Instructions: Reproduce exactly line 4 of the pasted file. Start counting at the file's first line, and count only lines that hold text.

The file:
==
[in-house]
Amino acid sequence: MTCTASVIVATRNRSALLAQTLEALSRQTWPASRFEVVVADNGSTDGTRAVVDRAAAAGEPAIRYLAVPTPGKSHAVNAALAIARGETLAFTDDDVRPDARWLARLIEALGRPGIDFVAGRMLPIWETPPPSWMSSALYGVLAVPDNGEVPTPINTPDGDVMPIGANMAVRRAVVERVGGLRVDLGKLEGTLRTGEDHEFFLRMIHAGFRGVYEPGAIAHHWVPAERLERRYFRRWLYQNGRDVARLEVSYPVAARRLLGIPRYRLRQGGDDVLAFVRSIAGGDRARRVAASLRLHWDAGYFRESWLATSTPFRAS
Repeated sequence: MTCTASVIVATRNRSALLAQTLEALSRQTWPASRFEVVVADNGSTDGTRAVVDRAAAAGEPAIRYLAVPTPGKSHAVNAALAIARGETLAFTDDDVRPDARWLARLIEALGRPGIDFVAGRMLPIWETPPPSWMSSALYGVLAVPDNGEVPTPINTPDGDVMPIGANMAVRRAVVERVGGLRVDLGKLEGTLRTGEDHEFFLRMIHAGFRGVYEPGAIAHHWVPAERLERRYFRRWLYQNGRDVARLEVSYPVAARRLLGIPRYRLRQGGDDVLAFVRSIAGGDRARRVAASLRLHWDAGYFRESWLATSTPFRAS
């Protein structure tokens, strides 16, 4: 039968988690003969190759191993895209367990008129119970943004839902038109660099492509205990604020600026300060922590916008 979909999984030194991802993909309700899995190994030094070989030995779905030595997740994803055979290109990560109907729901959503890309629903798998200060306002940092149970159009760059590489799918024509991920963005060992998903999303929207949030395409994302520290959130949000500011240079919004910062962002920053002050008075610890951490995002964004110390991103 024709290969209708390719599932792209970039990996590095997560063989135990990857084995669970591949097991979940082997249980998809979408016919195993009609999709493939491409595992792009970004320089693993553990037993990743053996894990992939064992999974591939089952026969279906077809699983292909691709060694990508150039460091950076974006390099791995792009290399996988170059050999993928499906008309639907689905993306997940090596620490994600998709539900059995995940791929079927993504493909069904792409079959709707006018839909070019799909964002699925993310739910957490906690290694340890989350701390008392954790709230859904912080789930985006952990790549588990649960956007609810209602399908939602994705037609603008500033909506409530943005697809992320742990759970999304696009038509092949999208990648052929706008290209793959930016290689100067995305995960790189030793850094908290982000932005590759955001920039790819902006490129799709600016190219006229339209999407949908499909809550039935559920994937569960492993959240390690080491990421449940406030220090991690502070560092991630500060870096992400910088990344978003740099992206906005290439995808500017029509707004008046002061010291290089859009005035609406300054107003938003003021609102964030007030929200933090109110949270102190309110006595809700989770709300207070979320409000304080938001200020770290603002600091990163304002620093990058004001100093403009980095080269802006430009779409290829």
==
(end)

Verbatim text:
């Protein structure tokens, strides 16, 4: 039968988690003969190759191993895209367990008129119970943004839902038109660099492509205990604020600026300060922590916008 979909999984030194991802993909309700899995190994030094070989030995779905030595997740994803055979290109990560109907729901959503890309629903798998200060306002940092149970159009760059590489799918024509991920963005060992998903999303929207949030395409994302520290959130949000500011240079919004910062962002920053002050008075610890951490995002964004110390991103 024709290969209708390719599932792209970039990996590095997560063989135990990857084995669970591949097991979940082997249980998809979408016919195993009609999709493939491409595992792009970004320089693993553990037993990743053996894990992939064992999974591939089952026969279906077809699983292909691709060694990508150039460091950076974006390099791995792009290399996988170059050999993928499906008309639907689905993306997940090596620490994600998709539900059995995940791929079927993504493909069904792409079959709707006018839909070019799909964002699925993310739910957490906690290694340890989350701390008392954790709230859904912080789930985006952990790549588990649960956007609810209602399908939602994705037609603008500033909506409530943005697809992320742990759970999304696009038509092949999208990648052929706008290209793959930016290689100067995305995960790189030793850094908290982000932005590759955001920039790819902006490129799709600016190219006229339209999407949908499909809550039935559920994937569960492993959240390690080491990421449940406030220090991690502070560092991630500060870096992400910088990344978003740099992206906005290439995808500017029509707004008046002061010291290089859009005035609406300054107003938003003021609102964030007030929200933090109110949270102190309110006595809700989770709300207070979320409000304080938001200020770290603002600091990163304002620093990058004001100093403009980095080269802006430009779409290829």